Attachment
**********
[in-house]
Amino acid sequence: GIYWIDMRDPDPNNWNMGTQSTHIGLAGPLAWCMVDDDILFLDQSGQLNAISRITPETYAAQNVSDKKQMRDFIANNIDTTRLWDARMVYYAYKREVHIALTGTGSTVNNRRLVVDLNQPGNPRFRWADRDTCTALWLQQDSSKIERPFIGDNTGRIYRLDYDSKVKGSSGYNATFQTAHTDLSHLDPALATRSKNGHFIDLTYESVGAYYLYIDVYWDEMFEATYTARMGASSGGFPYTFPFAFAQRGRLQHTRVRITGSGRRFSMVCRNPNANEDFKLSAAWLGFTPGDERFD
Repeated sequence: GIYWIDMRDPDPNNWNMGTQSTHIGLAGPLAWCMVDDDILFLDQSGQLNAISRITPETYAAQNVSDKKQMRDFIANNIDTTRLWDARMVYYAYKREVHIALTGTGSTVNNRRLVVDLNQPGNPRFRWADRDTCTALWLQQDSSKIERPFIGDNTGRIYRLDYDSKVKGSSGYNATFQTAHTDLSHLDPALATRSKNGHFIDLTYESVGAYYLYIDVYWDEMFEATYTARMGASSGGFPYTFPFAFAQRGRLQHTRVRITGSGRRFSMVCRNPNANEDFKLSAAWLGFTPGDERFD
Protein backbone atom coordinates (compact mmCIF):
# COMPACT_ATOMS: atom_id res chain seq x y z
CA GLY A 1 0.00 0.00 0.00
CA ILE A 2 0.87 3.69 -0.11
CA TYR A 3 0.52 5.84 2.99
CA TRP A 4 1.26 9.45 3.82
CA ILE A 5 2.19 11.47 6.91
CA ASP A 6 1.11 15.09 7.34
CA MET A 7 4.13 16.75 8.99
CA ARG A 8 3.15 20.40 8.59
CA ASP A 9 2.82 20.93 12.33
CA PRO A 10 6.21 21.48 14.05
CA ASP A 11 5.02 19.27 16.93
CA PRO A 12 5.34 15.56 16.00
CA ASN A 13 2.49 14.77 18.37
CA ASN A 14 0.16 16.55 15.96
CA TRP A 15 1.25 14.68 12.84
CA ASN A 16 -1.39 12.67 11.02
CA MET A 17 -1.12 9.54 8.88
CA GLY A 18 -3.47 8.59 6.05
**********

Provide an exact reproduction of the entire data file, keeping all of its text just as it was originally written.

[in-house]
Amino acid sequence: GIYWIDMRDPDPNNWNMGTQSTHIGLAGPLAWCMVDDDILFLDQSGQLNAISRITPETYAAQNVSDKKQMRDFIANNIDTTRLWDARMVYYAYKREVHIALTGTGSTVNNRRLVVDLNQPGNPRFRWADRDTCTALWLQQDSSKIERPFIGDNTGRIYRLDYDSKVKGSSGYNATFQTAHTDLSHLDPALATRSKNGHFIDLTYESVGAYYLYIDVYWDEMFEATYTARMGASSGGFPYTFPFAFAQRGRLQHTRVRITGSGRRFSMVCRNPNANEDFKLSAAWLGFTPGDERFD
Repeated sequence: GIYWIDMRDPDPNNWNMGTQSTHIGLAGPLAWCMVDDDILFLDQSGQLNAISRITPETYAAQNVSDKKQMRDFIANNIDTTRLWDARMVYYAYKREVHIALTGTGSTVNNRRLVVDLNQPGNPRFRWADRDTCTALWLQQDSSKIERPFIGDNTGRIYRLDYDSKVKGSSGYNATFQTAHTDLSHLDPALATRSKNGHFIDLTYESVGAYYLYIDVYWDEMFEATYTARMGASSGGFPYTFPFAFAQRGRLQHTRVRITGSGRRFSMVCRNPNANEDFKLSAAWLGFTPGDERFD
Protein backbone atom coordinates (compact mmCIF):
# COMPACT_ATOMS: atom_id res chain seq x y z
CA GLY A 1 0.00 0.00 0.00
CA ILE A 2 0.87 3.69 -0.11
CA TYR A 3 0.52 5.84 2.99
CA TRP A 4 1.26 9.45 3.82
CA ILE A 5 2.19 11.47 6.91
CA ASP A 6 1.11 15.09 7.34
CA MET A 7 4.13 16.75 8.99
CA ARG A 8 3.15 20.40 8.59
CA ASP A 9 2.82 20.93 12.33
CA PRO A 10 6.21 21.48 14.05
CA ASP A 11 5.02 19.27 16.93
CA PRO A 12 5.34 15.56 16.00
CA ASN A 13 2.49 14.77 18.37
CA ASN A 14 0.16 16.55 15.96
CA TRP A 15 1.25 14.68 12.84
CA ASN A 16 -1.39 12.67 11.02
CA MET A 17 -1.12 9.54 8.88
CA GLY A 18 -3.47 8.59 6.05